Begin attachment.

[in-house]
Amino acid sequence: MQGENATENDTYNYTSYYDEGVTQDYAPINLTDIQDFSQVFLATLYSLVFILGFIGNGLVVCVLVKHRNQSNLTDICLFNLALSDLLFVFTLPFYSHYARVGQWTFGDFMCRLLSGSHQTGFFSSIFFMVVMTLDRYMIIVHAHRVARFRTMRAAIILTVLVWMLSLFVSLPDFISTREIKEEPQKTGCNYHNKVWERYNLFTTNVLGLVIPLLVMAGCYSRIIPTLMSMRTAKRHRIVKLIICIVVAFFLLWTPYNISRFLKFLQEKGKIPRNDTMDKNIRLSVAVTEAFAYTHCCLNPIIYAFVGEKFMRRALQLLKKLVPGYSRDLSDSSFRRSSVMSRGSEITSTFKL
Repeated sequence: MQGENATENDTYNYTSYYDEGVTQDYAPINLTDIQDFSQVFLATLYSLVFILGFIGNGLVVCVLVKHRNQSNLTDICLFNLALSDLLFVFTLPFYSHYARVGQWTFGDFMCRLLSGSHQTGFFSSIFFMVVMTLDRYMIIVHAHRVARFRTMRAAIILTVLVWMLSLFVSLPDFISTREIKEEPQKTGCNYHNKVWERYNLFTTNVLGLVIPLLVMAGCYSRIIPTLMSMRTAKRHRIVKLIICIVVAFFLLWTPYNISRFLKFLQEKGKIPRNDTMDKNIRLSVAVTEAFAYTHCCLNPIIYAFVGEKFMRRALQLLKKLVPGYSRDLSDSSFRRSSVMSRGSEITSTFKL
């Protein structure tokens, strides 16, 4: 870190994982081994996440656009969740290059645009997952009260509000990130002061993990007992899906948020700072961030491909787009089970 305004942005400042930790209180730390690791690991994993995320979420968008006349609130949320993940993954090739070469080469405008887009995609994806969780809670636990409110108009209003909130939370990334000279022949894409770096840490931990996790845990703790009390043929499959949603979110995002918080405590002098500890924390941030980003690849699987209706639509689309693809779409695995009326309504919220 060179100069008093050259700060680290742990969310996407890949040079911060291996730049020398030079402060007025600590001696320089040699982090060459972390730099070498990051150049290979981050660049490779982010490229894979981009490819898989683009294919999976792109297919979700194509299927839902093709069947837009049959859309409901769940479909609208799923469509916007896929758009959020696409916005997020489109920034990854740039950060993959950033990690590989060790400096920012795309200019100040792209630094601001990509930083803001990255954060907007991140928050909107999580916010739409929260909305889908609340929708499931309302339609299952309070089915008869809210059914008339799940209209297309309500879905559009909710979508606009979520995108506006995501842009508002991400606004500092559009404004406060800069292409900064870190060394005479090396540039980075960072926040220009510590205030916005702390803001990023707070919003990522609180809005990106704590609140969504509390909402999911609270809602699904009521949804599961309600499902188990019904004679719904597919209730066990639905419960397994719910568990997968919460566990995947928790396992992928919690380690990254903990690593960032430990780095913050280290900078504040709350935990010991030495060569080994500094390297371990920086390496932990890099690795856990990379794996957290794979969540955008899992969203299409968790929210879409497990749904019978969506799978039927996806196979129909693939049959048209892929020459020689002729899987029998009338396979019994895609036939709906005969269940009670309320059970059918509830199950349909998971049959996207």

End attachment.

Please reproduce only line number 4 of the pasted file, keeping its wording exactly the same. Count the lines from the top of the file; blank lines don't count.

């Protein structure tokens, strides 16, 4: 870190994982081994996440656009969740290059645009997952009260509000990130002061993990007992899906948020700072961030491909787009089970 305004942005400042930790209180730390690791690991994993995320979420968008006349609130949320993940993954090739070469080469405008887009995609994806969780809670636990409110108009209003909130939370990334000279022949894409770096840490931990996790845990703790009390043929499959949603979110995002918080405590002098500890924390941030980003690849699987209706639509689309693809779409695995009326309504919220 060179100069008093050259700060680290742990969310996407890949040079911060291996730049020398030079402060007025600590001696320089040699982090060459972390730099070498990051150049290979981050660049490779982010490229894979981009490819898989683009294919999976792109297919979700194509299927839902093709069947837009049959859309409901769940479909609208799923469509916007896929758009959020696409916005997020489109920034990854740039950060993959950033990690590989060790400096920012795309200019100040792209630094601001990509930083803001990255954060907007991140928050909107999580916010739409929260909305889908609340929708499931309302339609299952309070089915008869809210059914008339799940209209297309309500879905559009909710979508606009979520995108506006995501842009508002991400606004500092559009404004406060800069292409900064870190060394005479090396540039980075960072926040220009510590205030916005702390803001990023707070919003990522609180809005990106704590609140969504509390909402999911609270809602699904009521949804599961309600499902188990019904004679719904597919209730066990639905419960397994719910568990997968919460566990995947928790396992992928919690380690990254903990690593960032430990780095913050280290900078504040709350935990010991030495060569080994500094390297371990920086390496932990890099690795856990990379794996957290794979969540955008899992969203299409968790929210879409497990749904019978969506799978039927996806196979129909693939049959048209892929020459020689002729899987029998009338396979019994895609036939709906005969269940009670309320059970059918509830199950349909998971049959996207």